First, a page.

Once all the individual legs were assembled, I needed to wire them up into the chassis. Part of that was building the necessary data harnesses and actually running the power wires from the junction board.
Next up is getting everything talking.
I am a big fan of MacroFab. They’ve built a PCB + assembly + more service that is transparent, high quality, and nearly completely self service. They appear to be making money, so hopefully they will stay in business for some time.
On top of that, they offer a “quick turn” option which gives you populated boards shipped 10 business days after you order them (and I’ve even had them ship out a few days early from time to time)! The only annoyance is that the quick turn option is limited, as I’ve mentioned before, to boards that meet certain criteria, among them having 20 or fewer items on the bill of materials. To try and get this first quadruped prototype up and running quickly, I’ve been exclusively relying on quick turn boards, which means making some compromises. Even after some moderate design sacrifices, I haven’t been able to get the servo controller board to 20 parts. At the moment it is 23. Thus, when I received the first big-ish PCB order I’ve made (qty 28), I got to spend a morning populating the remaining 3 components on all 28 boards.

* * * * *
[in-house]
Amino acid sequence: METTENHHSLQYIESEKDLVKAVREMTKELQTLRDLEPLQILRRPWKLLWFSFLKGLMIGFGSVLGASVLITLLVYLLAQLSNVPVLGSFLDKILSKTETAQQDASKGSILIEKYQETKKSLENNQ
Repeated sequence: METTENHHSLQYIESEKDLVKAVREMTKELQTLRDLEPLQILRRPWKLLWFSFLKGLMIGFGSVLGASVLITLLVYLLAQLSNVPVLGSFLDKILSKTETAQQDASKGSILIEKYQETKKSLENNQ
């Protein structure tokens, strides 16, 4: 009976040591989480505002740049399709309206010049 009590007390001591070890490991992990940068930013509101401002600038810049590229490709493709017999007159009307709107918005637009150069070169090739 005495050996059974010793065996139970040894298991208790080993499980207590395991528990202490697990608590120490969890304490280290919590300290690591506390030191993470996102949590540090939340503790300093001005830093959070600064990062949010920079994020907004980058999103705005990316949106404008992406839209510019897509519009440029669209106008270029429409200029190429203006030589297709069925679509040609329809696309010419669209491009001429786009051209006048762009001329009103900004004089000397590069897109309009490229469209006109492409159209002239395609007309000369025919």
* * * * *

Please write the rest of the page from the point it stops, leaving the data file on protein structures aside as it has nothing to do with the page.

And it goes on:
Unfortunately, as painful as that was, it was still worth it as opposed to waiting an additional 3 weeks for the non “quick turn” service.
For posterity’s sake, the only difference between the r3 and r3.1 board is some silk screen changes, and one or two equivalent part substitutions.
moteus is an open source brushless servo actuator designed for use in highly dynamic robots. It consists of PCB designs, software, and mechanical designs necessary to construct powerful brushless servos, and link them together into legged robots. Today I’ve published the full source and designs for all of this work on github under an Apache 2.0 License – https://github.com/mjbots/moteus
These are the software and designs I have been developing in order to replace the actuators on Super Mega Microbot (which will probably get a new name shortly as well). It isn’t done, but at least the controller is working well enough now that I have a pre-production verification run of ~30 controllers in flight. Even still, I expect that further evolution, both on the controller board and in the mechanical systems is inevitable.
I definitely want to acknowledge Ben Katz, who was a big inspiration for this effort. While this isn’t a direct derivative of any of his work, I really appreciate the open source releases he did make.
CAVEATS: As with any actual hardware project, especially one that can apply large amounts of power to small brushless motors, actually using these designs risks burning down your house, injuring your body, and all sorts of other bad things. If you choose to try these out, you are on your own!